Russia defaulted on its foreign-currency sovereign debt for the first time in more than a century after failing to make two payments by the Sunday night deadline.
Russia has the money to make a $100m payment and is willing to pay, but sanctions made it impossible to get the payments to international creditors.
The Kremlin had been determined to avoid the default, which is a major blow to the nation's prestige.
Sweeping sanctions imposed by Western powers in response to Russia’s invasion of Ukraine, along with countermeasures from Moscow, have effectively ostracized the country from the global financial system, but so far the Kremlin has managed to find ways to get payments to bondholders on multiple occasions.
US sanctions prevent payment
Attempts to circumvent sanctions took a further blow in late May, however, when the U.S. Treasury Department allowed a key exemption to expire. The waiver had previously allowed Russia’s central bank to process payments to bondholders in dollars through U.S. and international banks, on a case-by-case basis.
Russian Finance Minister Anton Siluanov suggested earlier this month that Russia may have found another means of payment. Moscow wired the $100 million in rubles to its domestic settlement house, but the two bonds in question are not subject to a ruble clause that would allow payment in the domestic currency to be converted overseas.
The Russian finance minister branded the situation "a farce".
The $100m interest payment was due on 27 May. Russia says the money was sent to Euroclear, a bank which would then distribute the payment to investors. But that payment has been stuck there, according to Bloomberg News, and creditors have not received it.
Meanwhile, some Taiwanese holders of Russian bonds denominated in euros have not received interest payments, according to the Reuters news agency, which cited two sources.
The money had not arrived within 30 days of the due date, that is, Sunday evening, and so is considered a default.
Russia offers to pay in Rubles
Default seemed inevitable when the US Treasury decided not to renew the special exemption in sanctions rules allowing investors to receive interest payments from Russia, which expired on 25 May.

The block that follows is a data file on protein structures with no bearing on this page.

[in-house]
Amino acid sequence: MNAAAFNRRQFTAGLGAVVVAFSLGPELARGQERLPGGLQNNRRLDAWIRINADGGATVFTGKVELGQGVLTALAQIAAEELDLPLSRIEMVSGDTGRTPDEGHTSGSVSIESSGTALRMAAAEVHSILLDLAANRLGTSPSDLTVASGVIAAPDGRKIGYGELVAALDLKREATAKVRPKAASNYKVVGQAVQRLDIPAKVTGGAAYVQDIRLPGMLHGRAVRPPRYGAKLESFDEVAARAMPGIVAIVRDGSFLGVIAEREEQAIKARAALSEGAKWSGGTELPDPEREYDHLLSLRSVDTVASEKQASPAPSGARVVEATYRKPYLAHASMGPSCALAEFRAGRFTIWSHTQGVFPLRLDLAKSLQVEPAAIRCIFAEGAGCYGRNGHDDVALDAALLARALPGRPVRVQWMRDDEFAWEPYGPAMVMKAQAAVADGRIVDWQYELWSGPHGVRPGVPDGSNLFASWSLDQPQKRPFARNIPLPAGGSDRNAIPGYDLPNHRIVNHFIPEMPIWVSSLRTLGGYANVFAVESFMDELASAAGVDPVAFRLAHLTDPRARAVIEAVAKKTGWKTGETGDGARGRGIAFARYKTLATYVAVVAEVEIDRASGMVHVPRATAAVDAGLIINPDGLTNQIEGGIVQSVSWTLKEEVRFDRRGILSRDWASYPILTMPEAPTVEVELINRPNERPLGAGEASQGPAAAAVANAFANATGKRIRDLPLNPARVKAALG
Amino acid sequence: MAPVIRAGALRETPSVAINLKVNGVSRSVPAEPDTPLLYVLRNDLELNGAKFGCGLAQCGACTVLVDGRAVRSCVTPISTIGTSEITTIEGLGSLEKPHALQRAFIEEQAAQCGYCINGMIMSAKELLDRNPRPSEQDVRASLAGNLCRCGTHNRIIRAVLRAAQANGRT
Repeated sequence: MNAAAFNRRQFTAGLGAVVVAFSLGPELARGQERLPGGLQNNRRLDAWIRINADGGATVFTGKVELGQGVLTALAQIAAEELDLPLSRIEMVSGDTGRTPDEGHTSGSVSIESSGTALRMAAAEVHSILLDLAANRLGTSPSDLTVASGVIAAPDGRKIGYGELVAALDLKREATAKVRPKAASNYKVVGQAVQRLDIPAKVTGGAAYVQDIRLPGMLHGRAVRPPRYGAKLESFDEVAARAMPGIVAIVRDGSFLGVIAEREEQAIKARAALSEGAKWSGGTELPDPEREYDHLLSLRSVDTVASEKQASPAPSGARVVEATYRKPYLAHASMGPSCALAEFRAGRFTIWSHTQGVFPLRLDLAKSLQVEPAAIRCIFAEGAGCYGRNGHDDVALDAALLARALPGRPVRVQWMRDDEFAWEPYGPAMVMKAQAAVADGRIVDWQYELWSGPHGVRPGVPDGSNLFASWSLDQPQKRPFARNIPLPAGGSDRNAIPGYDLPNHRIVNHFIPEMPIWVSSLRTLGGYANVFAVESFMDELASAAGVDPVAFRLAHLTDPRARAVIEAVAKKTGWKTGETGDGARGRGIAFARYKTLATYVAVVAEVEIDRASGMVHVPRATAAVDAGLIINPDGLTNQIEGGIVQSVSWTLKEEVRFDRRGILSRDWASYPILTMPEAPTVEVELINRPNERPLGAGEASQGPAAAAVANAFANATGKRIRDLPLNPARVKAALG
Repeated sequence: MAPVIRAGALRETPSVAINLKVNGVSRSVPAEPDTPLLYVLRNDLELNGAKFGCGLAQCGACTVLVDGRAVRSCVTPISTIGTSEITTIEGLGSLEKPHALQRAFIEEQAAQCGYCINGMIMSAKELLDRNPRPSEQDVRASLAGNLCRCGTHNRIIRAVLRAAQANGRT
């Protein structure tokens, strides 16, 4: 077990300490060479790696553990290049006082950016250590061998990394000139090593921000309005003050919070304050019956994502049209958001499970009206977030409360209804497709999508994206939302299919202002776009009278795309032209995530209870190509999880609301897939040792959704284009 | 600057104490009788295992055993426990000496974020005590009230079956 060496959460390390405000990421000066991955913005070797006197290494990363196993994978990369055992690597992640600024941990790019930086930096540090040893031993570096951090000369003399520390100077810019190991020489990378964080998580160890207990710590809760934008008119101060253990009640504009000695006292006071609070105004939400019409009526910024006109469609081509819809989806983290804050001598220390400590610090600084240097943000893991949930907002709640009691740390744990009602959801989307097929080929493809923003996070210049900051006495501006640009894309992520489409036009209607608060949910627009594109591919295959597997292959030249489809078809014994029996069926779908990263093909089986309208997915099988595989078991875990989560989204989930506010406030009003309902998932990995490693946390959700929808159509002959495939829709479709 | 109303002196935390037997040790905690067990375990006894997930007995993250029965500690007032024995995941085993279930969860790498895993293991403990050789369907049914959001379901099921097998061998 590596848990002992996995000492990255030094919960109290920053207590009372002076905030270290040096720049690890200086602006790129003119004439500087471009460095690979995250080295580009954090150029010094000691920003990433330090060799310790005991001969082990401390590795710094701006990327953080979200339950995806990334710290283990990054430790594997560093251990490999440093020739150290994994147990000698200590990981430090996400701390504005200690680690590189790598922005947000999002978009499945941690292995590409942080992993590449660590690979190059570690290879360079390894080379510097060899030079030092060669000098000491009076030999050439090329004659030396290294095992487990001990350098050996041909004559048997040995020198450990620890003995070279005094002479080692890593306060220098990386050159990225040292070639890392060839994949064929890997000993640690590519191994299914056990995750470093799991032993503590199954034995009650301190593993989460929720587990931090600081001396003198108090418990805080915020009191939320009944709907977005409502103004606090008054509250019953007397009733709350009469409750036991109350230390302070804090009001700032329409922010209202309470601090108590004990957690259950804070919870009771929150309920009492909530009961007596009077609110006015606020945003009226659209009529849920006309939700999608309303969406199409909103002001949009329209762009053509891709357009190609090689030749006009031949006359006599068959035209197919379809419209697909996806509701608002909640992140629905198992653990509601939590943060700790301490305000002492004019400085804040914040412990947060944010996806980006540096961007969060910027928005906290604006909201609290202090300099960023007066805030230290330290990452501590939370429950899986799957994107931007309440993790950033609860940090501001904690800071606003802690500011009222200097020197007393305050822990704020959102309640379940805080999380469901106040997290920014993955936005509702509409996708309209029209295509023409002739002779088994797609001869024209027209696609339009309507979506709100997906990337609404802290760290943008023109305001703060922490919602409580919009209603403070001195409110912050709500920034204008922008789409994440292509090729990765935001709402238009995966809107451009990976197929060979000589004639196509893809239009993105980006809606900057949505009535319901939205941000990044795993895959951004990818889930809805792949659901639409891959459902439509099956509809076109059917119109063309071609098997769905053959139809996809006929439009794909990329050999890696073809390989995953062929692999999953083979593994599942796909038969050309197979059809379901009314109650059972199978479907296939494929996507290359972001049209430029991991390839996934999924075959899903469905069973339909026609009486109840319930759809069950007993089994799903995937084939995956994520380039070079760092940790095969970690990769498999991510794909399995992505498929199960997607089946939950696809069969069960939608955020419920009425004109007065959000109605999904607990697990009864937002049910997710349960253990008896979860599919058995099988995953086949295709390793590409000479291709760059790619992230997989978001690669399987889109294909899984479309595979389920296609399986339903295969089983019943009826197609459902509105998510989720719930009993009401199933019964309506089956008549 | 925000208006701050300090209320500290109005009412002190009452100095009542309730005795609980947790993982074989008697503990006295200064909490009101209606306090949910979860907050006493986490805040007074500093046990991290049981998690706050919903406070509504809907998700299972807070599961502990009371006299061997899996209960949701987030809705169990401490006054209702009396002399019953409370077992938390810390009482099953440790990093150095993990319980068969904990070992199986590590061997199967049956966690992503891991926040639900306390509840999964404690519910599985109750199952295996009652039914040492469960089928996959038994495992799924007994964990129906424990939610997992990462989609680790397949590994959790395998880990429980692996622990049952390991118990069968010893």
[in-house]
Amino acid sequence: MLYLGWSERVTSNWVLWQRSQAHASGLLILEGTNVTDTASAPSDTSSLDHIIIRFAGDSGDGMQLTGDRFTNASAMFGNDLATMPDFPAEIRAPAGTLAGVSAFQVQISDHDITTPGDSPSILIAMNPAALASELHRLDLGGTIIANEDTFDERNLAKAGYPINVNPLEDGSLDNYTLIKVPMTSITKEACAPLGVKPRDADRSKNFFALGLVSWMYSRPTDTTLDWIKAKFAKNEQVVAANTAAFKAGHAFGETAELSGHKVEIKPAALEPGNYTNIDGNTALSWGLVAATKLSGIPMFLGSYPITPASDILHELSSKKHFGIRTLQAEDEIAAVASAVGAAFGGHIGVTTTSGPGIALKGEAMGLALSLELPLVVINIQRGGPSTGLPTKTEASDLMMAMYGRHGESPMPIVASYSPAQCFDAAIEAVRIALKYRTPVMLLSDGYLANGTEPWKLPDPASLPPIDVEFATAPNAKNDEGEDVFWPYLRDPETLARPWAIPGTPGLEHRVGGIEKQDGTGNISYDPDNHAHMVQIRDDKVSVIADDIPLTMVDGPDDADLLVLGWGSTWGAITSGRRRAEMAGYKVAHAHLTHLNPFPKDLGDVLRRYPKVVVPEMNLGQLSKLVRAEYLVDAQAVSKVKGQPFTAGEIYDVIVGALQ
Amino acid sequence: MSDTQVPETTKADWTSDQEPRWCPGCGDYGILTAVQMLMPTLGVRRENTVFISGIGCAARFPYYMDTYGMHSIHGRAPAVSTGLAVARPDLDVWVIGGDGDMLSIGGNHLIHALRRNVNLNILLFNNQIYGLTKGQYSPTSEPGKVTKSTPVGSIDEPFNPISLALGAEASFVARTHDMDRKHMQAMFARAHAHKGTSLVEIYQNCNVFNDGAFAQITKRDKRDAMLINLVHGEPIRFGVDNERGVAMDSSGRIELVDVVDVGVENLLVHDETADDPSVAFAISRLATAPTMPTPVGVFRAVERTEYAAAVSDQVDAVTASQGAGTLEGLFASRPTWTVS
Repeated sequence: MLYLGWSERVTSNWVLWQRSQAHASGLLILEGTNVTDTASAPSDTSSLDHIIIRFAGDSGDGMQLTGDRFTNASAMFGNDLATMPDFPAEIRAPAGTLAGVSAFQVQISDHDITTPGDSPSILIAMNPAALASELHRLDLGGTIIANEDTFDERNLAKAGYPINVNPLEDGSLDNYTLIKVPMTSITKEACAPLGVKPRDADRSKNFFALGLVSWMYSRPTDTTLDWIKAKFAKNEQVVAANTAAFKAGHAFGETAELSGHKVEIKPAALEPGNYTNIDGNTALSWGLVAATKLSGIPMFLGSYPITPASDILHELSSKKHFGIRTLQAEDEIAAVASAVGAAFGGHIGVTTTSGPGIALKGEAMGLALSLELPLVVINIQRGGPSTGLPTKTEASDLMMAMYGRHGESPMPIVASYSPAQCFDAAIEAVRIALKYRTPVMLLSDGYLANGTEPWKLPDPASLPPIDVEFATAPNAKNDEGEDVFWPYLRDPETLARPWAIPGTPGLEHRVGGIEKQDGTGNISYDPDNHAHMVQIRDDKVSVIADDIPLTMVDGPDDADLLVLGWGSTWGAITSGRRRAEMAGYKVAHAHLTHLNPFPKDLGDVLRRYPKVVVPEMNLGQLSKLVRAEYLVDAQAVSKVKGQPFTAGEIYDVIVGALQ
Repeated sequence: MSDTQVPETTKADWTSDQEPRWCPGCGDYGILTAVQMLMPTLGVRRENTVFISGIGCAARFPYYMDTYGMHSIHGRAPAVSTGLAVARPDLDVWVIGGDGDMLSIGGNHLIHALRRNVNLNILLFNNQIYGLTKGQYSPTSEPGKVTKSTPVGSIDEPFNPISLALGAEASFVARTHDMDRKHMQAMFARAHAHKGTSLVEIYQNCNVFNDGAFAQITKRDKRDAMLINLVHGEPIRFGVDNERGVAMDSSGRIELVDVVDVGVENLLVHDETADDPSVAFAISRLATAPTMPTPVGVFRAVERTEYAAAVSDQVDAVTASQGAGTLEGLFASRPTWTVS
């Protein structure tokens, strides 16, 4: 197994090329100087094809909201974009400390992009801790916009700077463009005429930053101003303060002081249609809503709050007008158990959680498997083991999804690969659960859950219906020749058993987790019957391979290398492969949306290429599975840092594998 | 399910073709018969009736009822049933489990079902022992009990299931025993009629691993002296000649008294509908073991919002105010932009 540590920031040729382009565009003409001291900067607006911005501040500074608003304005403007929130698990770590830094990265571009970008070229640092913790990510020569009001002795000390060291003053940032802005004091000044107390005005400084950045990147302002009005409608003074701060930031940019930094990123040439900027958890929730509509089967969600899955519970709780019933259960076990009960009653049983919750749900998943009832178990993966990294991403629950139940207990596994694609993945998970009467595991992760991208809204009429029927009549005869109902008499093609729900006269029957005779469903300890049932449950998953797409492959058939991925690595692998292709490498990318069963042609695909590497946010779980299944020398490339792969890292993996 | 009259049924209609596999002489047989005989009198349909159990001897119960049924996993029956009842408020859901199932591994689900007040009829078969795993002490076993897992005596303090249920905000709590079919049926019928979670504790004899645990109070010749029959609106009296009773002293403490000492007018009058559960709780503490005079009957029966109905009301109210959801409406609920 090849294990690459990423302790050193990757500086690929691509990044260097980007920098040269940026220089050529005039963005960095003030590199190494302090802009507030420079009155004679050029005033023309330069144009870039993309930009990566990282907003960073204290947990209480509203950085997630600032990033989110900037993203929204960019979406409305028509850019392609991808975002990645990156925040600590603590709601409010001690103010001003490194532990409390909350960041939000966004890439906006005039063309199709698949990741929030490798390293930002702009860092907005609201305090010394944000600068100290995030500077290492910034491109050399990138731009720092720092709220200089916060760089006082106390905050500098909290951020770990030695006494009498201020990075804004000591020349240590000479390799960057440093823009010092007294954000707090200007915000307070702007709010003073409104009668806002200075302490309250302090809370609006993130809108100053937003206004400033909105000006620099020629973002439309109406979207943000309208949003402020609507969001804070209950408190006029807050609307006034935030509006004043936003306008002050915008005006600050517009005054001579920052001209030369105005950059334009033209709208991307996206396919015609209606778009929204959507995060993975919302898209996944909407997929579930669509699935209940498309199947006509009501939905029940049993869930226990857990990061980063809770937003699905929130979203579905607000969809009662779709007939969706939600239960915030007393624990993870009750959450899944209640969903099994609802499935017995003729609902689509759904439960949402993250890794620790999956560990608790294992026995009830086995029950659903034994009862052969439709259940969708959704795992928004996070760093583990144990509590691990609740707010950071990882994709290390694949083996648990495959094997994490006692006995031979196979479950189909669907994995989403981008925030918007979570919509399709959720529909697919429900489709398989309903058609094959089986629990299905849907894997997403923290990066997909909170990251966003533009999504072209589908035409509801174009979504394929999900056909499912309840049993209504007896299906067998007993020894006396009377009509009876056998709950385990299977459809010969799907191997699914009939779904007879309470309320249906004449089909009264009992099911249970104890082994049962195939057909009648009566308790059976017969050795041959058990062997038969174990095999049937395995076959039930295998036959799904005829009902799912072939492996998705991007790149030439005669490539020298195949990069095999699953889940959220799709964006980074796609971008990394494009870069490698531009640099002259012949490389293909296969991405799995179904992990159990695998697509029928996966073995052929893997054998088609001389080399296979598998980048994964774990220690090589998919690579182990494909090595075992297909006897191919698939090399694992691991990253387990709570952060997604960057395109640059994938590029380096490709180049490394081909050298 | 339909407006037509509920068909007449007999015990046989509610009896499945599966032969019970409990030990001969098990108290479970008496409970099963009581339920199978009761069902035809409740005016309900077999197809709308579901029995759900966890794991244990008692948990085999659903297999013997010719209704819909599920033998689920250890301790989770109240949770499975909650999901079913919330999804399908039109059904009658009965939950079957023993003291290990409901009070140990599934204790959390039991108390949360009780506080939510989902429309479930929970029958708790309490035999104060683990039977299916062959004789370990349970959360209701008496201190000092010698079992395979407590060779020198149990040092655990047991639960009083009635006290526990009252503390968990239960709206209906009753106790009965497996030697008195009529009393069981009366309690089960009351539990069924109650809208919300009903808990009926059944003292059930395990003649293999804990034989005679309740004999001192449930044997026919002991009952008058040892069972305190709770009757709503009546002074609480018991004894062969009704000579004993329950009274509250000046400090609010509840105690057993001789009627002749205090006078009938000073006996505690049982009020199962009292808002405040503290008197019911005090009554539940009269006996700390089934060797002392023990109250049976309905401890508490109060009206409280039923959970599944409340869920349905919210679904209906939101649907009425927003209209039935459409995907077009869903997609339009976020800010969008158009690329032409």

The Kremlin now appears to have accepted this inevitability too, decreeing on 23 June stating that all future debt payments would be made in roubles through a Russian bank, the National Settlements Depository, even when contracts state they should be in dollars or other international currencies.
Finance Minister Anton Siluanov admitted foreign investors would "not be able to receive" the payments, according to the RIA Novosti news agency.
Russia, which has offered to pay the debts in roubles, calls any default artificial because it has the money to pay its debts but says sanctions have frozen its foreign currency reserves held abroad.
“There is money and there is also the readiness to pay,” Siluanov said last month. “This situation, artificially created by an unfriendly country, will not have any effect on Russians’ quality of life.”
First Russian default in a century
The last time Russia defaulted on its foreign debt was in 1918, during the Bolshevik Revolution when the new communist leader Vladimir Lenin refused to pay the debts of the Russian Empire.
Russia's last debt default of any kind was in the 1998 as the country was rocked by the rouble crisis during the chaotic end of Boris Yeltsin's regime. At the time Moscow failed to keep up payments on its domestic bonds but managed not to default on its overseas debt.
Investors have expected Russia to default for months. Insurance contracts that cover Russian debt have priced a 80% likelihood of default for weeks, and rating agencies such as Standard & Poor’s and Moody’s have placed the country’s debt deep into junk territory.
Once a country defaults, it can be cut off from bond-market borrowing until the default is sorted out and investors regain confidence in the government’s ability and willingness to pay. But Russia has already been cut off from western capital markets, so any return to borrowing is a long way off anyway.
The Kremlin can still borrow rubles at home, where it mostly relies on Russian banks to buy its bonds.